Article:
Date of Award
Doctor of Philosophy
David J. Peters
Recent trends have shown that organic agriculture in the United States may longer form a homogeneous group. To better understand the spatial pattern of organic farming, the overall research objective is to examine organic agriculture and its ecological, technological, and socioeconomic correlates based on an agroecosystem framework combining Hernandez's model and Flora and Flora's community capitals framework.
Using multiple measures of organic agriculture at the meso-scale during the period between 2007 and 2012, results from cluster analysis indicate that the typology of N=3,069 counties includes a majority of Low Intensity places, two groups of Moderate and High Intensity clusters that have seen a relatively large concentrate of organic farms and sales, and a small number of counties in clusters of Growing Farms and Growing Sales are rapidly expanding in place dominated by conventional agriculture.
Through multinomial logistic regression, regional differences of organic farming are strongly associated with environmental factors such as climate and topography. Although technology employment has little effects on organic production, organic intensive places tend to have more diverse farm operations by having more women operators and direct sales to people and the community. Results show mixed support to link organic production systems with better socioeconomic settings. Places with moderate organic activity generally are more ethnically diverse and better educated. Nevertheless, they tend to have high dependency ratio. Places with high intensity organic production have higher labor force participation and higher community engagement; they also have higher rates of poverty. Further, organic market expansion is also associated with the services economy, for moderate intensity places tend to have more services occupations and organic service enterprises.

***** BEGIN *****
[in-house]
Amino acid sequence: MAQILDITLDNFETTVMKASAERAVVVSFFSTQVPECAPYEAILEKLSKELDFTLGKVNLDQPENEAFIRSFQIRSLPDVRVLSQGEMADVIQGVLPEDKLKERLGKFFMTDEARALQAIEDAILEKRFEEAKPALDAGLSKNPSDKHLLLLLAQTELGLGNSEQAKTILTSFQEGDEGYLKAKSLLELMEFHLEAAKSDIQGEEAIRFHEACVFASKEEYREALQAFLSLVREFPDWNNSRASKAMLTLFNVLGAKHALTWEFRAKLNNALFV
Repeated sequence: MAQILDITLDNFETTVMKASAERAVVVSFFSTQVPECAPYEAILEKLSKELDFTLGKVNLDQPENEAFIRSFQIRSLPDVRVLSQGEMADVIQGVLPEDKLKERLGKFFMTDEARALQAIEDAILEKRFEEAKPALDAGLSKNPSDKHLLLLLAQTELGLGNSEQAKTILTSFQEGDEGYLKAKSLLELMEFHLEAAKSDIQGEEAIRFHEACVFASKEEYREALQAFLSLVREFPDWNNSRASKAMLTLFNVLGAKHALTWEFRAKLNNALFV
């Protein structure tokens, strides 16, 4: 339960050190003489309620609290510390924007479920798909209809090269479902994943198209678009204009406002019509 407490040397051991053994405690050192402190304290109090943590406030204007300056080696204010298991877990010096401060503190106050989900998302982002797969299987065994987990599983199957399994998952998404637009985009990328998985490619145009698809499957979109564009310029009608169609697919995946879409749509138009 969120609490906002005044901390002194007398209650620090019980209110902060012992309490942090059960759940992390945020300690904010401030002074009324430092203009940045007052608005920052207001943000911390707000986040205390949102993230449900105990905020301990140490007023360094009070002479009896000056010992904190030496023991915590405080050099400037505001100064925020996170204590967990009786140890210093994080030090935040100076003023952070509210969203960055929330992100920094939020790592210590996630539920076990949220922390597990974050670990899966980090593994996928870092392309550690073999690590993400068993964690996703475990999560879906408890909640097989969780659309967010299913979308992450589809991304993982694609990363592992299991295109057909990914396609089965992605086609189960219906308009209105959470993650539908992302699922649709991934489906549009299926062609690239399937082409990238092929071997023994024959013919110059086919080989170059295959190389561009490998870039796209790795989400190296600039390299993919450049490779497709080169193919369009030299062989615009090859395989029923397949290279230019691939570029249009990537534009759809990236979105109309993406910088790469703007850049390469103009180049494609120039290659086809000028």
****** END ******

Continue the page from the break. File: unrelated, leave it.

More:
To identify significant patterns of organic spatial dependence, a local indicator of spatial association (LISA) using G* statistic is used to examine local pocket of spatial concentration. Results indicate that organic hot spots are primarily located in the New England, along the Pacific Coast, around the Northern Great Lakes, and in the Mountain West. In terms of organic geography, high (low) organic places tend to be located near other high (low) organic places.
Despite government support of organic farming has mostly been limited to creating a legislative standard and organic certification, the findings bring awareness that indirect political influences through the markets such as farm-to-school program are more likely to assist with the organic development. While higher intensive of organic production exhibits signs of conventionalization because they tend to be large-scale and capital intensive, the results didn't find that smaller organic growers are been marginalized. By contrast, small- and middle-sized organic production tends to stay true to the traditional and movement-oriented organic.
To broadly capture the organic heterogeneity, this study suggests more analytical attention to complex interactions among environmental, socioeconomic, and political drivers, ranging from agricultural nature, such as historical geography, to local socioeconomic contexts and the corresponding community-embedded relations.
Kuo, Hui-Ju, "Socioeconomic geography of organic agriculture in the United States, 2007-2012" (2015). Graduate Theses and Dissertations. 14413.